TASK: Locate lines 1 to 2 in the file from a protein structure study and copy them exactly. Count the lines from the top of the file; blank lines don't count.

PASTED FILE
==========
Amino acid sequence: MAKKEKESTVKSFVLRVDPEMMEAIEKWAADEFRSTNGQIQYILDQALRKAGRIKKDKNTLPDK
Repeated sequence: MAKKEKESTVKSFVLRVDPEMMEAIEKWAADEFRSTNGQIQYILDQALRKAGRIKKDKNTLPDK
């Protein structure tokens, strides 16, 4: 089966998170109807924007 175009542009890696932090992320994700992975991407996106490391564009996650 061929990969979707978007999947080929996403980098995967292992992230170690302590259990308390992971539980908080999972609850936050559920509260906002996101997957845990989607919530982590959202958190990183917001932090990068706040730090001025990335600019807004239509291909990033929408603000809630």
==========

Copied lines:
Amino acid sequence: MAKKEKESTVKSFVLRVDPEMMEAIEKWAADEFRSTNGQIQYILDQALRKAGRIKKDKNTLPDK
Repeated sequence: MAKKEKESTVKSFVLRVDPEMMEAIEKWAADEFRSTNGQIQYILDQALRKAGRIKKDKNTLPDK